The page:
« on: April 15, 2008, 10:07:10 PM »
I can only put forth the argument that there are a couple exceptions to those who have the ability to be adaptive enough to be considered to be able to handle "custom" situations rather than "off-the-rack" situations. These exceptions deal more with the students themselves rather than the school curriculum, which is without a doubt, geared towards the majority of students who attend that school who really only have prospects within a small regional area and/or have limited fields of law open to them. The exceptions are older students who have had a successful career but would like to branch out into law (because they seek new challenges) but are constrained, usually because of family to nearby schools. Another exception, is the usual exception, IP. IP students come from a deflated grade curve, and have shown that they have an ability to handle ALL forms of knowledge, making them, truly, the most "custom" student possible.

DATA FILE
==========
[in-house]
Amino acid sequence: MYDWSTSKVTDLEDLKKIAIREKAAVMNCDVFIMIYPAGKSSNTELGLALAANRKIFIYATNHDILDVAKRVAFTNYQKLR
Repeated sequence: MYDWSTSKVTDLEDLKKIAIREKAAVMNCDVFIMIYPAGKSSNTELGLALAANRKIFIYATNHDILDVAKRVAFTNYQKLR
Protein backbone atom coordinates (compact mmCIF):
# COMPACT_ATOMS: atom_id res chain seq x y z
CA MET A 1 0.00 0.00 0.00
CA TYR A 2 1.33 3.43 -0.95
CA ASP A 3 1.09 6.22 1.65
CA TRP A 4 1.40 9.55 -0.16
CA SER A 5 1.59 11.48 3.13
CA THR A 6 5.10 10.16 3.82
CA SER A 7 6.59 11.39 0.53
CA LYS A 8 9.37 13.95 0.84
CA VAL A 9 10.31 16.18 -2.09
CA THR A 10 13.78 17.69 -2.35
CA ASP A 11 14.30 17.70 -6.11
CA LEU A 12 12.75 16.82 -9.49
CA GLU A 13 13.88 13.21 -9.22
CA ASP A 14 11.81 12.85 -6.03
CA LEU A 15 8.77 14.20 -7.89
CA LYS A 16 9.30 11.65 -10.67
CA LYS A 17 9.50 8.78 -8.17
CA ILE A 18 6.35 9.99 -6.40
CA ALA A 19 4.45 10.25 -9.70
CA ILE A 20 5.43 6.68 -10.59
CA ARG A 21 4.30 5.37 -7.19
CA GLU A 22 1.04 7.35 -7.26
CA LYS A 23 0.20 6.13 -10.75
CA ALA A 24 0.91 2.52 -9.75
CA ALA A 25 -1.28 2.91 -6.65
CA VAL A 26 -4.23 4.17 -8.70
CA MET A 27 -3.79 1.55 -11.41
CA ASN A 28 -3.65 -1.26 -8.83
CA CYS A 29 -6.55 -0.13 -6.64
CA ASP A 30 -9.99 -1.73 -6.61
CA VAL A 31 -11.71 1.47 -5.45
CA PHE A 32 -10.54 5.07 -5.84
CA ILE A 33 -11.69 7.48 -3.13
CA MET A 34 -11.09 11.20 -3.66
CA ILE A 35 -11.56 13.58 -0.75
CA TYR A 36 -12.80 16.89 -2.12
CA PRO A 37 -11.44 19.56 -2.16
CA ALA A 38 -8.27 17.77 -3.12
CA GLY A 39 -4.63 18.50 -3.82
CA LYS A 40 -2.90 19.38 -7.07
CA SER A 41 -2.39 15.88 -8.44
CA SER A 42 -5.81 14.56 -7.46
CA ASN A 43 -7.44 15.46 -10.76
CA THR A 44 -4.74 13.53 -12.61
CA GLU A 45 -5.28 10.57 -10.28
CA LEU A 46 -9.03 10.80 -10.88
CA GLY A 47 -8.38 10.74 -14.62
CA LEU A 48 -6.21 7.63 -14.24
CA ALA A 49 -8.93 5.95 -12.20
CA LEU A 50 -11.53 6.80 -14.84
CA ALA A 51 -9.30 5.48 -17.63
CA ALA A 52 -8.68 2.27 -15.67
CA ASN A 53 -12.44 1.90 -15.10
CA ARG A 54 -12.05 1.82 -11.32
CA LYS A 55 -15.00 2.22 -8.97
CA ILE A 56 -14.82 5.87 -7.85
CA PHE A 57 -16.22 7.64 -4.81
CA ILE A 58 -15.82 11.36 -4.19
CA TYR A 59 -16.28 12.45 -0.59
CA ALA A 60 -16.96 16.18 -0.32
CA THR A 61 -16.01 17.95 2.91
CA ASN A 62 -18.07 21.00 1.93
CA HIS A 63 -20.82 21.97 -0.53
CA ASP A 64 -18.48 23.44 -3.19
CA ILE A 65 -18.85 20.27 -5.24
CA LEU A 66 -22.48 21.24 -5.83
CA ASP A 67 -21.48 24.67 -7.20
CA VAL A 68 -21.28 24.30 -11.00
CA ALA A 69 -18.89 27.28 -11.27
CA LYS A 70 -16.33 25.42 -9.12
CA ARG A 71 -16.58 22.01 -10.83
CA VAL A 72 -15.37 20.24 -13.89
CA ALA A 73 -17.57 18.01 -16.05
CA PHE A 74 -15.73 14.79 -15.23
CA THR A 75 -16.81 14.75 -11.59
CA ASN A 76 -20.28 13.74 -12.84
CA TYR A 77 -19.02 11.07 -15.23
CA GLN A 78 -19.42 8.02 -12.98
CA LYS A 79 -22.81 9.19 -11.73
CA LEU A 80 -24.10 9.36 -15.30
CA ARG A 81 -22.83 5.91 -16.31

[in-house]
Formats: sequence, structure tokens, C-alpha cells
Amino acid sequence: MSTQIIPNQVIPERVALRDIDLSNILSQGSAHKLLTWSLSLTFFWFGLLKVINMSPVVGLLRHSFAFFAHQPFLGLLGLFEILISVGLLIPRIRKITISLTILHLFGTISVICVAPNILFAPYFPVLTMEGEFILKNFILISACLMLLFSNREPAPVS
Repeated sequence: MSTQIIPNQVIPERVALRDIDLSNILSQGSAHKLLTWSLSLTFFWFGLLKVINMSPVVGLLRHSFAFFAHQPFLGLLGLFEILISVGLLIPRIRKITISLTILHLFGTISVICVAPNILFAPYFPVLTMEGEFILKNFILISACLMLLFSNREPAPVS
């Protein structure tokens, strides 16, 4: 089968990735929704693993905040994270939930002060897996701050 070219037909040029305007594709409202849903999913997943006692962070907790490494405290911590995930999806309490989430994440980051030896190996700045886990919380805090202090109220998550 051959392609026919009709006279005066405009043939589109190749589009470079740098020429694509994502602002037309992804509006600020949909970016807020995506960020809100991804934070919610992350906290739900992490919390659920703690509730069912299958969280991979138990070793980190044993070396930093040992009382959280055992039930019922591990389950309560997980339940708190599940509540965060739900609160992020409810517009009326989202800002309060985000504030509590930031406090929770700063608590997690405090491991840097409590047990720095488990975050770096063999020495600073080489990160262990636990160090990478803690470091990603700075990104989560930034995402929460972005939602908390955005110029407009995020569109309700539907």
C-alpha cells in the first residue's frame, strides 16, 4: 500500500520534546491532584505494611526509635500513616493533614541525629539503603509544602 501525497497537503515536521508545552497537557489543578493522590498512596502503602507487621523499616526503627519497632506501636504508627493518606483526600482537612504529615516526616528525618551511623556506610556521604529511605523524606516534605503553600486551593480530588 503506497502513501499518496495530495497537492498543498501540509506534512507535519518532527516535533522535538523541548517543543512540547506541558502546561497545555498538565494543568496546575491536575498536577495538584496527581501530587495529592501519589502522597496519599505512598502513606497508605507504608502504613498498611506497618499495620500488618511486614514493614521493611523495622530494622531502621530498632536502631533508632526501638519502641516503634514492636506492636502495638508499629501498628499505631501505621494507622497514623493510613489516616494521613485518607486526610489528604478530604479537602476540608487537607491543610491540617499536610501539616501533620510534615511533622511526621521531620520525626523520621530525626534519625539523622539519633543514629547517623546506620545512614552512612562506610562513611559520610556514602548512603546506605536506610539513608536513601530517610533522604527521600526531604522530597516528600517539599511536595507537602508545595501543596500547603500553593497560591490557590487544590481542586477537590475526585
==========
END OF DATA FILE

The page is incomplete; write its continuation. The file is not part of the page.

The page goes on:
Getting off on a bit of a tangent, "custom" to me, really means the ability to be adaptable to any situation that a lawyer may encounter in their life, and in order to do that, they need to be able to apply all forms of knowledge. For example, there are plenty of successful lawyers and doctors who earn large amounts of money, yet, when they wish to retire, they cannot because they are not well-rounded enough to handle the subject area of finances properly. As mentioned, this discussion is just about lawyering, but I think if one is really going to talk about "custom," one must realize there is more to even being a lawyer than just being good at analyzing a new issue properly.